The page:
University so-called Master Plan July 2017 clearly marks 750 car parking spaces on the Show Society's land! 

Lies, lies and more damn lies!" ...


1 comment:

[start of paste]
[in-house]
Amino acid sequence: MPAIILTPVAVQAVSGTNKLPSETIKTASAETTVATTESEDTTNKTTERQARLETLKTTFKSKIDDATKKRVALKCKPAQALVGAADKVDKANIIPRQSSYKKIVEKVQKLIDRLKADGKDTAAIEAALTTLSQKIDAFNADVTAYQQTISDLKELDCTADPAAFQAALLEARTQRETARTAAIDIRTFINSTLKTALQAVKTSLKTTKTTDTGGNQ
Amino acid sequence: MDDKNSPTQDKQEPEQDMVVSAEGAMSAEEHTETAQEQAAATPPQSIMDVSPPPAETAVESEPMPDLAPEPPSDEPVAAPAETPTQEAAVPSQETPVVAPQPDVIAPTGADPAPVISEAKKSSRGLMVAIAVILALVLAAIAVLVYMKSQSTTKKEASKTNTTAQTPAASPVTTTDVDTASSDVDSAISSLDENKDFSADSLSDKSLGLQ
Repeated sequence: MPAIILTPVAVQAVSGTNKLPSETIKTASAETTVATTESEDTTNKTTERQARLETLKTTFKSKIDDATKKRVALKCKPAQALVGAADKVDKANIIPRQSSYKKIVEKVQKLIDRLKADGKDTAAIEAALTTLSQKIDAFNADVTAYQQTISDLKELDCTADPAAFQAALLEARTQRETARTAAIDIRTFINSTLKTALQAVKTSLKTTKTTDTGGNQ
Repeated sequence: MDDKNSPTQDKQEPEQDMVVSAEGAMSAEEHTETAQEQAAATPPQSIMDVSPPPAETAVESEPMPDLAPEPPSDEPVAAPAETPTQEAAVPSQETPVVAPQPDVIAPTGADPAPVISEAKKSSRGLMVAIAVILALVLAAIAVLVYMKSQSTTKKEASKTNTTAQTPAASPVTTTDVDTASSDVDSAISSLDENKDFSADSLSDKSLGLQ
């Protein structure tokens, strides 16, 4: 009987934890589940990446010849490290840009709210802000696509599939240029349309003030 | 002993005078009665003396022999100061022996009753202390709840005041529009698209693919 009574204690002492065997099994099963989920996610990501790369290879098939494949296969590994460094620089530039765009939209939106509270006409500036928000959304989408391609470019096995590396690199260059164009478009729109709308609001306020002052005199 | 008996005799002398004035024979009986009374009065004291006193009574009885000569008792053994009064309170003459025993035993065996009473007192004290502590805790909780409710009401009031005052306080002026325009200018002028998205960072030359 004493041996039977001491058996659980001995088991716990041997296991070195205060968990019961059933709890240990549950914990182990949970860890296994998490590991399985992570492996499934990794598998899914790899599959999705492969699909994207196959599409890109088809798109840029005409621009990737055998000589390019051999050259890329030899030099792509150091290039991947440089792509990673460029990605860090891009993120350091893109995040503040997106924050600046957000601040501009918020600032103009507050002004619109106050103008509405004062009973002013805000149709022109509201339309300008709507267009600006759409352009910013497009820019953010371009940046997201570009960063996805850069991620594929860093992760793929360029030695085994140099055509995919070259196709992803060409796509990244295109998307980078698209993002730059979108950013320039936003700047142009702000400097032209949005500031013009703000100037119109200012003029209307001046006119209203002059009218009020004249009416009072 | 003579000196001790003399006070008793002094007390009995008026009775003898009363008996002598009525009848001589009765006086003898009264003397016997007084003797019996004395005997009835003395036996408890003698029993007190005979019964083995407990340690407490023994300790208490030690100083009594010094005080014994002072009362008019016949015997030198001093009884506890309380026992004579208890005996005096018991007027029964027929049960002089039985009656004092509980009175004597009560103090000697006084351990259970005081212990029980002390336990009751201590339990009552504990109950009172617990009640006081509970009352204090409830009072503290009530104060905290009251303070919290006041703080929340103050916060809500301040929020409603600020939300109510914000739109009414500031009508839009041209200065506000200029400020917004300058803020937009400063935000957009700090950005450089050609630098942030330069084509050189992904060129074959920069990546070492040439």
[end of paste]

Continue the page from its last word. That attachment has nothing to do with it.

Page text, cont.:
1. Tess BruntonTess Brunton of THE EXAMINER . tells us that Royal Launceston ShowEmergency meeting is on hold for​ Royal Launceston ShowEmergency meeting on hold for​ Royal Launceston ShowEmergency meeting on hold for​ Royal Launceston ShowEmergency meeting on hold An emergency meeting about the now-cancelled Royal Launceston Show has been put on hold until mid-January. The meeting was scheduled for late December after a last-ditch effort to save the show was knocked back by the City of Launceston council. Show society president Jock Gibson said the meeting was postponed as board members were away. While the society originally planned to meet in December, the members decided to hold off until they could be there to discuss any plans, he said. The society originally proposed the council could buy back its lease for the Launceston Showgrounds, then lease it back for the event each year. The proposal, which was discussed by councillors in a closed meeting on December 18, was not supported and the society was notified two days later. At the time, Mr Gibson said the decision meant the Royal Launceston Show could not continue. Launceston mayor Albert van Zetten said, at the time of the decision, councillors agreed it was not fair or reasonable for ratepayers to continue to fund the show. WATCH THIS SPACE!